28, 876 deaths as a result of tobacco smoking in Nigeria- Expert
An Abuja-based Centre for the Study of Economies of Africa, CSEA, has reported that a research it conducted had revealed that 28,876 deaths related to tobacco smoking are recorded annually in Nigeria.
Marco Castradori, a research associate with the CSEA, revealed this in Abuja, at a report dissemination workshop on the health burden and economic cost of smoking in Nigeria.
According to Castradori, the number represents around 16 per cent of deaths from smoking-related diseases and above five per cent of all cases of deaths.
In his words, "Among the disease analysed, nearly 737,366 events are expected each year, of which 127,859 representing 17per cent are attributable to cigarette consumption.
"In terms of costs, these conditions burden the Nigerian healthcare system with nearly N634 billion, of which 526.4 billion, representing 83 per cent are smoking-attributable treatment costs"
He added that Chronic obstructive pulmonary disease, COPD, represents the top cause of smoking-attributable mortality with 29 per cent followed by Ischemic heart disease with 17.5 per cent, stroke with 13 per cent.
He further stated that other diseases include passive smoking, 11.5 per cent, lower respiratory tract infection 11 per cent, and also cardiovascular deaths of non-ischemic cause 5.5 per cent.
He explained that smoking generates a direct annual treatment cost of N526.45 billion, which he said, was equivalent to 0.36 per cent of the Nigerian GDP in 2019, and 9.63 per cent of the country’s annual healthcare spending.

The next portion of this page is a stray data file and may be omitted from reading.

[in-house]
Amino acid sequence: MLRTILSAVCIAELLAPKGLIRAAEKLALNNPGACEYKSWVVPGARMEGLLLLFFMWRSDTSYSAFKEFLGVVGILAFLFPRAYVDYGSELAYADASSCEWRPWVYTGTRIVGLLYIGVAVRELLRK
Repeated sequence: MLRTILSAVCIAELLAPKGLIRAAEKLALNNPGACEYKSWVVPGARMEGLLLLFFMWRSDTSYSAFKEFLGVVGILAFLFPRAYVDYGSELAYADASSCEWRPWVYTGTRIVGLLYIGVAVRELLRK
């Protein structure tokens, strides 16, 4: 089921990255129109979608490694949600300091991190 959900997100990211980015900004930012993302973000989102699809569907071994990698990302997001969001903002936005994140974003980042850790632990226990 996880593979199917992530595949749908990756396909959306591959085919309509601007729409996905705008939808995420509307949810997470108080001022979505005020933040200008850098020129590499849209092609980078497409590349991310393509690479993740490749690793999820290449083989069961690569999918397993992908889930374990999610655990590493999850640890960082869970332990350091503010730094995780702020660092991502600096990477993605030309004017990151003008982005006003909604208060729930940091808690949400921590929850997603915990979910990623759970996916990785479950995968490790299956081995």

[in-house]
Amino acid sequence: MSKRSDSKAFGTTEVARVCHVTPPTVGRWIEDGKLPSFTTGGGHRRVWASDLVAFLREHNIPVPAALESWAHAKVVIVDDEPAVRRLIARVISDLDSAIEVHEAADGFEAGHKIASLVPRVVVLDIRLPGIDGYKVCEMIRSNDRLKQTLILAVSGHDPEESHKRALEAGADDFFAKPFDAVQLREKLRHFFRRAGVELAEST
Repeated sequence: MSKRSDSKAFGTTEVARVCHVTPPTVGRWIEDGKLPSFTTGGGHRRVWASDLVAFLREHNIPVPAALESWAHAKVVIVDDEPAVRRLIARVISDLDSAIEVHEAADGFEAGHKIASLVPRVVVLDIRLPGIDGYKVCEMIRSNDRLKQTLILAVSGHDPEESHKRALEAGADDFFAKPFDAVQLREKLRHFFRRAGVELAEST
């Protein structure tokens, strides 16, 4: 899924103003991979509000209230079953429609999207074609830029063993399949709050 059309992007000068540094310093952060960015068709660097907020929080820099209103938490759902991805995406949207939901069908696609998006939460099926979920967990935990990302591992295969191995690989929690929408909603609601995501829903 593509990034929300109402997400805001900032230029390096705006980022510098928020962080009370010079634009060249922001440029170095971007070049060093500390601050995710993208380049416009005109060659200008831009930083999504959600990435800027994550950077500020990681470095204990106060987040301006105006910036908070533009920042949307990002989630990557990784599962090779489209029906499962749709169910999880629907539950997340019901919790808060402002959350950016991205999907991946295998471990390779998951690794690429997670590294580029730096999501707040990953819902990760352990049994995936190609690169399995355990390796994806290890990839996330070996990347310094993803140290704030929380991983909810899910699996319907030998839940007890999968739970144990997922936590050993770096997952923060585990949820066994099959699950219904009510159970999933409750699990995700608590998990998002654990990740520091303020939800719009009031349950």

Castradori noted that the research had suggested that if the price of tobacco cigarettes were to be raised, by 50 per cent, the 23,838 deaths from the smoking-attributable diseases would be averted in 10 years.
He said this would lead to subsequent savings on healthcare costs with increased tax revenue.
“In Nigeria, the tobacco tax collection does not currently fully cover the direct healthcare costs attributed to smoking. We also supplement the quantitative analysis through focus group discussions with smokers across six Nigeria’s geopolitical zones".
According to him, five major key themes emanated from the discussions
with the participants include; psychological effect, stigmatisation, reduced productivity, fall in standard of living and change in physical health.
“Overall, the result underscores the need for broader tobacco control policies in Nigeria through more tobacco taxes and other supplementary measures,’’ he said.